How is food allergy treated?
At the moment, there is no “cure” for food allergies. People with an allergy need to avoid that particular food (or foods). They must read all food labels and understand the scientific words for the foods in case they are not labelled clearly.
At the same time it is essential to provide a balanced diet with enough protein, energy, minerals and vitamins. A qualified dietician may be able to guide you on how to ensure this.
For immediate-type reactions the patient must know how to recognise and treat an allergic reaction, in case they accidentally eat this food. To help them, AFSA has an emergency action plan that details how to recognise a reaction and how to treat it. (See anaphylaxis action plan)
For milder reactions, just an antihistamine is given. However for more severe reactions, a dose of adrenaline given by injection into a muscle can be life-saving. The doctor will advise if the patient are at risk of severe reactions and whether they need an adrenaline pen.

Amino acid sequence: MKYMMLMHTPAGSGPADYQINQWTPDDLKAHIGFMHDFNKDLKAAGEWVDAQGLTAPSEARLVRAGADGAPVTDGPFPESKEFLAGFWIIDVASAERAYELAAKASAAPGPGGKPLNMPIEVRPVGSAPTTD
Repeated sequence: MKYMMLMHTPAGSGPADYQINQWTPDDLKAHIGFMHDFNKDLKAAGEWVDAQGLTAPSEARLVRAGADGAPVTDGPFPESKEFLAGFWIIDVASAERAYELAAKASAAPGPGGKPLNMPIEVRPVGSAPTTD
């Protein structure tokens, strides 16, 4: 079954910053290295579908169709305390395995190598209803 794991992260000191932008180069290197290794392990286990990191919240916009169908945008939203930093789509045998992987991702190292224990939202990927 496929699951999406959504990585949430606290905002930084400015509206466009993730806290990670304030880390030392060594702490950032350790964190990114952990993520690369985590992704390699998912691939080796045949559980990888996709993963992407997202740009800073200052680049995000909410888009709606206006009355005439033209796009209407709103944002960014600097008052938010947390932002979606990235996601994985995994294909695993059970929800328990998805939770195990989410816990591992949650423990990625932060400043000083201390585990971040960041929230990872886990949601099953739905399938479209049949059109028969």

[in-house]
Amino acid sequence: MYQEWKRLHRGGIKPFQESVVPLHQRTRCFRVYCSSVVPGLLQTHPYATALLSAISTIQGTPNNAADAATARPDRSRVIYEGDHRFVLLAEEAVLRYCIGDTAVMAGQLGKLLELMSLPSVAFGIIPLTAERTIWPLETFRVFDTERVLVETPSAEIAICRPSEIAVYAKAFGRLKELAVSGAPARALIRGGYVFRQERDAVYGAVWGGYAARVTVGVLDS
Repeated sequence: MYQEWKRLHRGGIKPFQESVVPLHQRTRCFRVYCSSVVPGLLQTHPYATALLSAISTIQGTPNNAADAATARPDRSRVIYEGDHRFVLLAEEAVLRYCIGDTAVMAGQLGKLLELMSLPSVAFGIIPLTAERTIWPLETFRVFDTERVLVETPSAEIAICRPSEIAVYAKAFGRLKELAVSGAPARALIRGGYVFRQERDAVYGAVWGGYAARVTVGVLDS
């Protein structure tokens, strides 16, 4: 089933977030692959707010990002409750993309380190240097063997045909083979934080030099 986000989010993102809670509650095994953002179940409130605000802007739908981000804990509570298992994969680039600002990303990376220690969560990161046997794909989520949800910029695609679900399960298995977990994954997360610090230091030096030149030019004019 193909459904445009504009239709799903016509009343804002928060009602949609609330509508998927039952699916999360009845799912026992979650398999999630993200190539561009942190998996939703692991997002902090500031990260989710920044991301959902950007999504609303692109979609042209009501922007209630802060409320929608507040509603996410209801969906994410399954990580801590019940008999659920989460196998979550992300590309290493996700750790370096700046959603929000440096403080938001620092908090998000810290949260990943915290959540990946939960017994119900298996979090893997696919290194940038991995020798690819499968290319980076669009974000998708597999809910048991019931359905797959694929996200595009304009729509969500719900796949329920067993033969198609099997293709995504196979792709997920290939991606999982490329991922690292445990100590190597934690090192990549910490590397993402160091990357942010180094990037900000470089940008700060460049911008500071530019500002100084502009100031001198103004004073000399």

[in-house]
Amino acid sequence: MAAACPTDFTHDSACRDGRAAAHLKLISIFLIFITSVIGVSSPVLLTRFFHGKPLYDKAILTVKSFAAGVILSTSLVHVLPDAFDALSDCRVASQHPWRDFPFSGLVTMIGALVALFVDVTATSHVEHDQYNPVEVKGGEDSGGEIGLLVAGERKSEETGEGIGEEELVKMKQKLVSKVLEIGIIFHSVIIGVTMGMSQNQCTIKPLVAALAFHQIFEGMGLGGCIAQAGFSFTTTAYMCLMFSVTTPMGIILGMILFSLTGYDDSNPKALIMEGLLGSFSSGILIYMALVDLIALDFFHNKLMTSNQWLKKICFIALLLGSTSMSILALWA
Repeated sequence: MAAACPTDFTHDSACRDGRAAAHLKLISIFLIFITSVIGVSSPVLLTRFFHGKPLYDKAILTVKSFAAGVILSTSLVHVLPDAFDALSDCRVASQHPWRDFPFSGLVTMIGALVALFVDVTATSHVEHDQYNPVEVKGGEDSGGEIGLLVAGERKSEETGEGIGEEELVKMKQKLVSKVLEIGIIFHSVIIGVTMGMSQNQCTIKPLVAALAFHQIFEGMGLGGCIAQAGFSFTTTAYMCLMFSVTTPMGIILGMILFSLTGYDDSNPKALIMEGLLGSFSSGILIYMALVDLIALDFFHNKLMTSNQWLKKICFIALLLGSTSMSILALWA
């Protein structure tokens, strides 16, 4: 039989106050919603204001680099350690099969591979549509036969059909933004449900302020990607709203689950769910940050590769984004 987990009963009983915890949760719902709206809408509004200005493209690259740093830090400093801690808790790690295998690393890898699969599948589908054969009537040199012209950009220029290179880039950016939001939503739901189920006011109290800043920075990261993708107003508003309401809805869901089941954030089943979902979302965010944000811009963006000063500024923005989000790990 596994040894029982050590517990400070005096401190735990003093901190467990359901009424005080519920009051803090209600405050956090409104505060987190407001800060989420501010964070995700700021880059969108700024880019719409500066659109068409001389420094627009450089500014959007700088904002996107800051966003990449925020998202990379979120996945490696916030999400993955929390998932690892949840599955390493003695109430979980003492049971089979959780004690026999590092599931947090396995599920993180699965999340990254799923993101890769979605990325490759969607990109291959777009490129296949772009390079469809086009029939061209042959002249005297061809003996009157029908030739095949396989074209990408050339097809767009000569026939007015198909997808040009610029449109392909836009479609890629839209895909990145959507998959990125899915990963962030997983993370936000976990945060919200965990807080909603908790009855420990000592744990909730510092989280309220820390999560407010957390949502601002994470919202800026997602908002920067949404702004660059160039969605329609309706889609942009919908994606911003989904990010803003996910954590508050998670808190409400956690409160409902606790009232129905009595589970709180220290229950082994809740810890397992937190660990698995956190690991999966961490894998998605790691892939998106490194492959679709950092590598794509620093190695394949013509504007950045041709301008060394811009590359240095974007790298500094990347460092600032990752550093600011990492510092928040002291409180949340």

Patients with food allergy must see a doctor with experience in food allergies regularly. The doctor will check whether they are managing to avoid the food, whether accidental reactions are being treated properly, whether the risk of severe reactions has changed and whether there are signs that the allergy may be outgrown. If the doctor thinks there is a chance of the allergy being out grown s/he may repeat skin or blood tests and then do an oral food challenge test.
Non-allergic food intolerances
There are different types of non-immune reactions to food.
Some people with food intolerance will tolerate small amounts of a certain food, only to become symptomatic if they have too much of it, for example wheat in people with irritable bowel syndrome.
Some people may lack the enzymes to digest certain foods. The commonest example is lactose intolerance where the “lactase” enzyme used to break down milk sugar lactose is missing. This causes cramping and diarrhoea after eating dairy products.
Non-allergic food intolerance may also be caused by preservatives, flavouring agents such as monosodium glutamate (MSG), colouring agents such as tartrazine and preservatives such as sulphur dioxide and benzoates.